The Blue Church of Bratislava is, without a doubt, one of the most popular Bratislava attractions. It’s a playful Art Nouveau church just east of the old town on Bezručova Street. It was built in the 1910s by Ödön Lechner – often referred to as the Hungarian Gaudí, as the chapel for the Gamča gymnasium (grammar school). It has this cute Disney-esque mix of Romanesque, Baroque and Oriental design with white and pale blue stucco mouldings and a glazed blue-tiled roof. Inside, the pews are also painted blue with gold patterns, and there’s an oil painting of St Elizabeth above the altar.
Honestly, I’ve seen a lot of churches, basilicas, mosques and cathedrals but I’ve never seen a church painted in such a pretty blue!
Bratislava Flagship Restaurant
Located in SNP Square amongst the Baroque complex of the Monastery of the Merciful Brothers is Bratislava Flagship Restaurant. It was constructed in 2008-2009, which includes their very own brewery located in their baroque cellars Where their copper brewing tank brews their own, unpasteurized, bottom-brewed, honest pilsner-type beer, the Monastery Beer 11°.
Bratislava sits in a region well known for its beer – think Prague. But aside from their beer, we need to have a quick discussion about their food. From home-made cabbage soup with sausage and pork meat and bread bowls to home-made roasted sausage with mustard and horseradish and baked pork knuckle with garnish, a slice of our fresh home-made bread, horseradish and mustard.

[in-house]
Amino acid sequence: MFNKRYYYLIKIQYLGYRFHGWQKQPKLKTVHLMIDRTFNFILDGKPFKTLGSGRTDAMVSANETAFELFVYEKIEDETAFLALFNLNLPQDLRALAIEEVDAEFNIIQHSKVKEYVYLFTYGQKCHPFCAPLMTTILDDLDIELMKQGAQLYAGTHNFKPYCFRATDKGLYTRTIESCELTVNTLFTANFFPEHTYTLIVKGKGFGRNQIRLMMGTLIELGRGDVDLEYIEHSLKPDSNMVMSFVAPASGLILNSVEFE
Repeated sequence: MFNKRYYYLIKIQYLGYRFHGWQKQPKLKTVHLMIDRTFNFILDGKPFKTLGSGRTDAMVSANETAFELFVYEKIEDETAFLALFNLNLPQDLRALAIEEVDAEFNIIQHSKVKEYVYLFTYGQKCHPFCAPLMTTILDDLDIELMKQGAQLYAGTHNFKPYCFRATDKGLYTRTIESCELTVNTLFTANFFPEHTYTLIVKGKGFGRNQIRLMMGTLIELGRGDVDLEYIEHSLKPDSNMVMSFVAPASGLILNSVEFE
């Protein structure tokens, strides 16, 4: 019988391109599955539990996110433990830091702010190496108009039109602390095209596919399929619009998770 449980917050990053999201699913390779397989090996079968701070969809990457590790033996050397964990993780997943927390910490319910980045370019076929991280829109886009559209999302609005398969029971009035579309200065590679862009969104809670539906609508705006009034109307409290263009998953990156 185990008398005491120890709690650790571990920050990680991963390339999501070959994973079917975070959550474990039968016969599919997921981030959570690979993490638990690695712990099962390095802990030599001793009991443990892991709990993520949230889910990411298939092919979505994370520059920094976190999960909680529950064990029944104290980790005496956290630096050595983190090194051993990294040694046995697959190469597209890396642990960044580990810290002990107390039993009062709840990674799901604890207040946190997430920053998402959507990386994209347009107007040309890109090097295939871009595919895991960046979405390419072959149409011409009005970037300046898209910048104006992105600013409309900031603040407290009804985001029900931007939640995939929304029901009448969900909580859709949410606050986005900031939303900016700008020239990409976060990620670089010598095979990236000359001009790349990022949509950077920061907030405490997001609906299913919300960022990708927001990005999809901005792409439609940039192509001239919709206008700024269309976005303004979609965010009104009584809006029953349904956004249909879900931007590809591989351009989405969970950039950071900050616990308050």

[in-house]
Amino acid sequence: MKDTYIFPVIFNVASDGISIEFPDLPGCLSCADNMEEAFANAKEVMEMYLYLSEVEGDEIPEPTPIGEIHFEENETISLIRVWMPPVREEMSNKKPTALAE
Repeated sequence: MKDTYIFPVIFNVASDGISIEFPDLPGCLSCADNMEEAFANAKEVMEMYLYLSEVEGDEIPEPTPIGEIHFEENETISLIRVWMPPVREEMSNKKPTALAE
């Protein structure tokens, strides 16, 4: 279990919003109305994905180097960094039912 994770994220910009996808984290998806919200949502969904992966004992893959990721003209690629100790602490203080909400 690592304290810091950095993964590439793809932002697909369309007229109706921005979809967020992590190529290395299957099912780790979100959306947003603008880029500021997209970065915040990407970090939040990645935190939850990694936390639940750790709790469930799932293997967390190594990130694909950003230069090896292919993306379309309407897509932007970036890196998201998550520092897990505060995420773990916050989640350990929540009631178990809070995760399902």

These guys do amazing things with pork.
I opted for the roasted pork ribs with garnish, a slice of fresh bread, horseradish and mustard, which went nicely with a local Zlaty Bazant beer. Zlaty Bazant (Golden Pheasant) is the most exported Slovak beer and was founded in 1969.
St Martin’s Cathedral
St. Martin’s Cathedral is the largest and oldest church in Bratislava. It was built between 1563 and 1830 and was the place of the Hungarian empire’s coronations of kings and queens. Queen Maria Theresa whom you might remember from my entire 2 days in Vienna itinerary, was crowned here. The cathedral is a Gothic-style cathedral and features enormous stained glass windows. If you have some time you go beneath the cathedral to check out the crypt and ancient catacombs.
Bratislava Castle was a stronghold and lookout between the Alps and Carpathians, which defended an ancient ford (shallow river crossing) on the Danube. In the 16th century, it was the seat of the Kings of Royal Hungary, housing the Hungarian crown jewels for about 200 years. From the terrace, you can see over the Danube and the borders of Austria and Hungary. Inside you’ll find exhibitions for the National Museum, which covers Slovakian history from the middle ages to today.
UFO Bridge/SNP Bridge (UFO Bratislava)
Quite honestly, not sure what to make of this UFO Bratislava building, but you can see it from most parts of Bratislava. On one end of The SNP Bridge (Slovenské národné povstanie – Slovak National Uprising), otherwise known as UFO Bridge, is UFO Bratislava. You can take the elevator up to the top and have dinner in the restaurant section or grab a drink in the chill-out drink section. Alternatively, you can just go up to the viewing platform for some great views of the city.
Since it happened to be my birthday I opted for the chill-out spot and grabbed a drink – or two!